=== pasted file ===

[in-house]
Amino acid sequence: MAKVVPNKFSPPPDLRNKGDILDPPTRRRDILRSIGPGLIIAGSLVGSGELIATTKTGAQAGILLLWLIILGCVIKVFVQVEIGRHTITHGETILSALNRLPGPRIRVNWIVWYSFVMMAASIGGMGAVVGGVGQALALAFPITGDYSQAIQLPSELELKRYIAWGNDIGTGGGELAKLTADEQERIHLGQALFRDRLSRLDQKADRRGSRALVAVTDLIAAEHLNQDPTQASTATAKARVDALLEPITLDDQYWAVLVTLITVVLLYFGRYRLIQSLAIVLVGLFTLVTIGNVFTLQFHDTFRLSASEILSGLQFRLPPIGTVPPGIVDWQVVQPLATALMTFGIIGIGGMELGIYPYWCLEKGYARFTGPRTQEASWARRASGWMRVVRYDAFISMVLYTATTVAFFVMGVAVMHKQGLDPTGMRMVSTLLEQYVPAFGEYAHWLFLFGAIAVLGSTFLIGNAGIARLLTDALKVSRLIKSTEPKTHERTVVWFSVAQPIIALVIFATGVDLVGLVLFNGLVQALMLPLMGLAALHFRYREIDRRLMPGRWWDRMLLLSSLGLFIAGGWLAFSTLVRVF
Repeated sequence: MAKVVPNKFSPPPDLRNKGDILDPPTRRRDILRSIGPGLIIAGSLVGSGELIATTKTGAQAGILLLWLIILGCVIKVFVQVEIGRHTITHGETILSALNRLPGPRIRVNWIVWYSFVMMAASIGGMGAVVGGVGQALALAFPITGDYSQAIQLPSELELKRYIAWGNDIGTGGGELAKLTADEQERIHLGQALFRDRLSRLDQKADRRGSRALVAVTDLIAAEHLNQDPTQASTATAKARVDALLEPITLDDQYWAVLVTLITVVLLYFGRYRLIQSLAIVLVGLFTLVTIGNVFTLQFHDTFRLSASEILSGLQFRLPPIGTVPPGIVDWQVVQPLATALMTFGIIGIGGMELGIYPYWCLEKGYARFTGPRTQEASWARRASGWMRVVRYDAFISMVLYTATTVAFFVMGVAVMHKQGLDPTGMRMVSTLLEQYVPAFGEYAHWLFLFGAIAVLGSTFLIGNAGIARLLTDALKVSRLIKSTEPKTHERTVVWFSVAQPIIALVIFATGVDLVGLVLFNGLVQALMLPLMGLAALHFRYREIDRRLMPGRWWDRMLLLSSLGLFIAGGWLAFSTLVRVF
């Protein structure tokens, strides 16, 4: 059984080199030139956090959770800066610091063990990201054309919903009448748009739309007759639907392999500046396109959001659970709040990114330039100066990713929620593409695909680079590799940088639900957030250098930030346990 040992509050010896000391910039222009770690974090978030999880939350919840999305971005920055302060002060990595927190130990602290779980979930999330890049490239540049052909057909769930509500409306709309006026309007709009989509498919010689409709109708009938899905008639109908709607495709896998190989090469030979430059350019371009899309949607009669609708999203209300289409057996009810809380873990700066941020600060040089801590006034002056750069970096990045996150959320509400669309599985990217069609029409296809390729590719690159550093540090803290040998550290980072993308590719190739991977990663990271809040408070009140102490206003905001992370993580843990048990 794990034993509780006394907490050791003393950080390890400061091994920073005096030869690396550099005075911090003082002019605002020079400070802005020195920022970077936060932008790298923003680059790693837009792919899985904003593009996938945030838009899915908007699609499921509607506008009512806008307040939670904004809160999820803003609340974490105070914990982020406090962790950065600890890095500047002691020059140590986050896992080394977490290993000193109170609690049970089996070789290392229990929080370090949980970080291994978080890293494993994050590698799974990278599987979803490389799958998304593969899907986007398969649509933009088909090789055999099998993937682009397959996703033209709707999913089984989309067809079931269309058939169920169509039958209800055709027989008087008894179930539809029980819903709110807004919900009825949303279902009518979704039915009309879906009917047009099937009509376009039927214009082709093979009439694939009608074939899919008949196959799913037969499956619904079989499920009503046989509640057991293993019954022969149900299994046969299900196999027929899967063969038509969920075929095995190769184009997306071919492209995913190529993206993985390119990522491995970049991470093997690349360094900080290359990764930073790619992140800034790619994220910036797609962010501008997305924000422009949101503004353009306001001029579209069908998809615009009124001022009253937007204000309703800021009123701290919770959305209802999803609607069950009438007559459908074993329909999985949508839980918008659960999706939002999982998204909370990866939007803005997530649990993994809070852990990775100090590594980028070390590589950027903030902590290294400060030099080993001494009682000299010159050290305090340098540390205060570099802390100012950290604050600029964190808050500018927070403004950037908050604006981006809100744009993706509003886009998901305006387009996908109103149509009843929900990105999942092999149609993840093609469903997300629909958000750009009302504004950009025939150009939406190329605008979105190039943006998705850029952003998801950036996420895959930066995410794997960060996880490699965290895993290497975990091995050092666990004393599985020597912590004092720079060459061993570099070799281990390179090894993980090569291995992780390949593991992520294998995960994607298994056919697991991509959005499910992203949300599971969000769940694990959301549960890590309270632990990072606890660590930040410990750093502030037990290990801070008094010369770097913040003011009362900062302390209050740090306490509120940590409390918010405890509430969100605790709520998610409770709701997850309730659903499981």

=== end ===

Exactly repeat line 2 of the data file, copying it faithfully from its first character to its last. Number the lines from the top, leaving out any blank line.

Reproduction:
Amino acid sequence: MAKVVPNKFSPPPDLRNKGDILDPPTRRRDILRSIGPGLIIAGSLVGSGELIATTKTGAQAGILLLWLIILGCVIKVFVQVEIGRHTITHGETILSALNRLPGPRIRVNWIVWYSFVMMAASIGGMGAVVGGVGQALALAFPITGDYSQAIQLPSELELKRYIAWGNDIGTGGGELAKLTADEQERIHLGQALFRDRLSRLDQKADRRGSRALVAVTDLIAAEHLNQDPTQASTATAKARVDALLEPITLDDQYWAVLVTLITVVLLYFGRYRLIQSLAIVLVGLFTLVTIGNVFTLQFHDTFRLSASEILSGLQFRLPPIGTVPPGIVDWQVVQPLATALMTFGIIGIGGMELGIYPYWCLEKGYARFTGPRTQEASWARRASGWMRVVRYDAFISMVLYTATTVAFFVMGVAVMHKQGLDPTGMRMVSTLLEQYVPAFGEYAHWLFLFGAIAVLGSTFLIGNAGIARLLTDALKVSRLIKSTEPKTHERTVVWFSVAQPIIALVIFATGVDLVGLVLFNGLVQALMLPLMGLAALHFRYREIDRRLMPGRWWDRMLLLSSLGLFIAGGWLAFSTLVRVF